Illinois passes legislation ratifying the validity of foreclosure judgments where there was a defect in the service summons

Two pieces of legislation recent passed the both houses of the Illinois General Assembly that affect foreclosure and mortgage related litigation. Both are awaiting the signature of the governor.

The first bill, SB2432, was clearly directed at redressing the consequences of the 2015 decision of Arch Bay Holdings, LLC-Series 2010B v. Perez, 2015 IL App (2d) 141117, 43 N.E.3d 562 which held that a summons issued in a foreclosure action in which the defendant’s name was not listed on the face of the summons was fatally defective, which meant the previously judgment of foreclosure was void for lack of personal jurisdiction. Where the foreclosure decree is declared void, it may be attacked at any time. Since Arch Bay Holdings, aggressive (and in some cases, unscrupulous) attorneys and speculators have been signing up foreclosed mortgagors to vacate foreclosures several years later citing a defect in the summons.

SB2432 amends the Code of Civil Procedure to provide that a court’s jurisdiction is not affected by a technical error in the format of a summons if the summons had been issued by a clerk of the court, the person or entity to be served is identified as a defendant on the summons, and the summons is properly served. The Code was also amended to reflect that if a petition is filed to reopen a foreclosure proceeding, the purchaser or successor purchaser of the property who was not a party to the foreclosure action will be entitled to remain in possession until the foreclosure action is defeated or the previously foreclosed defendant redeems from the foreclosure sale if the purchaser has been in possession of the property for more than six months.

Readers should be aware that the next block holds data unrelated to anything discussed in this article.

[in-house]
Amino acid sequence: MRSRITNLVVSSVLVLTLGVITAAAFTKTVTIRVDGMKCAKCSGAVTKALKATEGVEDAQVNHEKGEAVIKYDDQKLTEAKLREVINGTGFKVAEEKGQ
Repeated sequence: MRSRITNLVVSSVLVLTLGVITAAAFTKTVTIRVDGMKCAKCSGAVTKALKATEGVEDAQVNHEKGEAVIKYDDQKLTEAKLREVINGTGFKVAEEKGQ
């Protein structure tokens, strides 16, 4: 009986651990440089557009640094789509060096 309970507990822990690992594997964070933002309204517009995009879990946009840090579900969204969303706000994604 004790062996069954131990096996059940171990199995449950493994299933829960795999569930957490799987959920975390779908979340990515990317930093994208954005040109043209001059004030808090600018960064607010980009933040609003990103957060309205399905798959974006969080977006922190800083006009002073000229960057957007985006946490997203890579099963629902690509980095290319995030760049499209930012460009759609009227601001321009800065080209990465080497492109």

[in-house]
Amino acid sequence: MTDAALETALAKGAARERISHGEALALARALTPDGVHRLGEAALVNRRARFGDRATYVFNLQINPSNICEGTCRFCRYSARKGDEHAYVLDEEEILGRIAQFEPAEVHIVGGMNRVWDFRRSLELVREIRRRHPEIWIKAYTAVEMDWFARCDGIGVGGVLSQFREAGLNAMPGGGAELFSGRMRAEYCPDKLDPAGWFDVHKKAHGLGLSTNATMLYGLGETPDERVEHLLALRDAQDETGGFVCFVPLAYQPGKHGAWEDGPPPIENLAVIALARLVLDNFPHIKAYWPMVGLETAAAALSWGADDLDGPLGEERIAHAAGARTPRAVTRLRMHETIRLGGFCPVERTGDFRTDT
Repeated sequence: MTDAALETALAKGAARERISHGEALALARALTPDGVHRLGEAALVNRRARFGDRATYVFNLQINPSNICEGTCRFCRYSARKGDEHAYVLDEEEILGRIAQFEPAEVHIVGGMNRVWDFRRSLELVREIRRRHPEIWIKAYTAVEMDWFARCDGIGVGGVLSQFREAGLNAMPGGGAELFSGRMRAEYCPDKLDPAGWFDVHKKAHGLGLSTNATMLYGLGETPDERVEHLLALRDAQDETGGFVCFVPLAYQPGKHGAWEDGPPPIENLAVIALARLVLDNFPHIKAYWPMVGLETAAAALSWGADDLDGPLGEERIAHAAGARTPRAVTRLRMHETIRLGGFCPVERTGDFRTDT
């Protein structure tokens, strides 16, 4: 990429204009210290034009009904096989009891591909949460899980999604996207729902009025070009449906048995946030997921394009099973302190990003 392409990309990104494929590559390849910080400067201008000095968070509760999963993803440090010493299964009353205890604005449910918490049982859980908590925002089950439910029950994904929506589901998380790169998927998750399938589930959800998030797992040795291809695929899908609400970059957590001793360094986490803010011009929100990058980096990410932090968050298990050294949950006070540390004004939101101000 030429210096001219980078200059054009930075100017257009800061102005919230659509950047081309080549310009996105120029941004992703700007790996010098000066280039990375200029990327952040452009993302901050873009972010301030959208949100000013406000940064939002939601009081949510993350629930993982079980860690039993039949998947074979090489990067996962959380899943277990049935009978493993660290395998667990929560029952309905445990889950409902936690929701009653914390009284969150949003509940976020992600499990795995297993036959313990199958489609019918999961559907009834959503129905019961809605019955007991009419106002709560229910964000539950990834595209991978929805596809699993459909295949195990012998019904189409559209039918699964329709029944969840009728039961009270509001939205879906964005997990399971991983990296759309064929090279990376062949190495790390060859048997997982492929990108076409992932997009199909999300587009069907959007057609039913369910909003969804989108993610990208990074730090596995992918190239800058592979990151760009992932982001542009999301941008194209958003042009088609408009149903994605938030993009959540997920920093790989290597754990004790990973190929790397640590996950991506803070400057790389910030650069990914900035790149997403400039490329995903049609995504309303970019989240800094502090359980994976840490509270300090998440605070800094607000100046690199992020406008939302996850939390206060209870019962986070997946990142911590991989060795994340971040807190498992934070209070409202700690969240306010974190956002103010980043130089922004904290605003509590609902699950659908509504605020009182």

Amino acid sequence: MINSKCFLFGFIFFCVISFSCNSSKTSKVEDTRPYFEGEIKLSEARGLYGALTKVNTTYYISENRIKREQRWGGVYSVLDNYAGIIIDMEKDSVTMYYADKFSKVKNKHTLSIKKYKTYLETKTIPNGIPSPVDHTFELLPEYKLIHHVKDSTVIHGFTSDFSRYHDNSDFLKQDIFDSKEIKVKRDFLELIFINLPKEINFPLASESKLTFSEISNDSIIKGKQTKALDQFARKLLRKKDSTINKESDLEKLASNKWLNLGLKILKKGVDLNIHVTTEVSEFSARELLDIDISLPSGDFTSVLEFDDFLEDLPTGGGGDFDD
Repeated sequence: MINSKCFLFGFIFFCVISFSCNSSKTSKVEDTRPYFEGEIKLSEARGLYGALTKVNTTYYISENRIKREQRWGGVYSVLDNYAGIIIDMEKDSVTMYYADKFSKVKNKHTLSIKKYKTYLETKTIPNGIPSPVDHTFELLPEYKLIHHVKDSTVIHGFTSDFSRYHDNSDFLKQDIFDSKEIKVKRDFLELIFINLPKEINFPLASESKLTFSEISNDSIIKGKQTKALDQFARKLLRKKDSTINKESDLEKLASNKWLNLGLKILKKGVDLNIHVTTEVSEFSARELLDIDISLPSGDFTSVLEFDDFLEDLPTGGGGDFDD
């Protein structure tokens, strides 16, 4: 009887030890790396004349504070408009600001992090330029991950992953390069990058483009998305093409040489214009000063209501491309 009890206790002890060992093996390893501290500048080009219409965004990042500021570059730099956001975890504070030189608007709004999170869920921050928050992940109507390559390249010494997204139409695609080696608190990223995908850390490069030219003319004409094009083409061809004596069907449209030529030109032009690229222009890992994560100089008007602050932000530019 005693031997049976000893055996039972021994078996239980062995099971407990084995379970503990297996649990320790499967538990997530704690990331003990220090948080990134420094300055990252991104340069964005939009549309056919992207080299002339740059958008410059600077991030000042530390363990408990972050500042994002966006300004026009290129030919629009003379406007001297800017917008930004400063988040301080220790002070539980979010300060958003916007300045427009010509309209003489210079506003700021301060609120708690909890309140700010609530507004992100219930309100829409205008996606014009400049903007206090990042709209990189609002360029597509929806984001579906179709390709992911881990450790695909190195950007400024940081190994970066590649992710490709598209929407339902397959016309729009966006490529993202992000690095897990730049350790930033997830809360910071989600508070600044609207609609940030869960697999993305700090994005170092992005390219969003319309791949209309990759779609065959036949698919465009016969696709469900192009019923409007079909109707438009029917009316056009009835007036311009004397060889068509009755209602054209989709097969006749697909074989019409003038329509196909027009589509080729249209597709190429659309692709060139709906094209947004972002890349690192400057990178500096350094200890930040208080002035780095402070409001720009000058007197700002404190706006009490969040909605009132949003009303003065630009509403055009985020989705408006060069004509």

The legislation closed another loophole in collateral attacks on foreclosure judgments, as well. It requires that the petition to reopen the foreclosure name all persons who were parties to the foreclosure as well as all current owners, occupants or persons with a recorded interest in the property.

The legislation also added a statute of limitations on actions to reopen foreclosures The Code now provides that six months after the effective date of the amendment, an action for the recovery of real property following a foreclosure must be brought within two years after the possession through the foreclosure is taken.

The legislation also added a section to the Code which provides that every person in the actual possession of property as a purchaser following a foreclosure is deemed to be the legal owner of the lands if for two successive years the person continues in possession and pays all the taxes on the property.

Finally, the legislation amended the state’s Mortgage Rescue Fraud Act to discourage the aggressive practices of the attorneys and others bringing these actions. It is now a violation of the Act for a distressed property consultant to, among other things, enter into, enforce, or act upon any agreement with a foreclosure defendant, whether the foreclosure is completed or otherwise, if the agreement provides for a division of proceeds between the foreclosure defendant and the distressed property consultant derived from litigation related to the foreclosure.

The second piece of legislation is an amendment to the Presumptively Void Transfers Article of the Probate Act Probate Act. HB5047 makes changes regarding the rebuttable presumption that a transfer instrument intending to effectuate a transfer of real property after the transferor’s death. Such a transfer is void if the transferee is a caregiver and the fair market value of the transferred property exceeds $20,000. The legislation now provides that a bona fide purchaser or a mortgagee for value may take the subject property free and clear of an action challenging the transfer instrument if the transfer to the bona fide purchaser or mortgagee occurs before the recordation of a lis pendens for an action challenging the transfer. It also sets forth the conditions under which a financial institution or similar entity will not be liable for distributing or releasing the property when the transfer is challenged.

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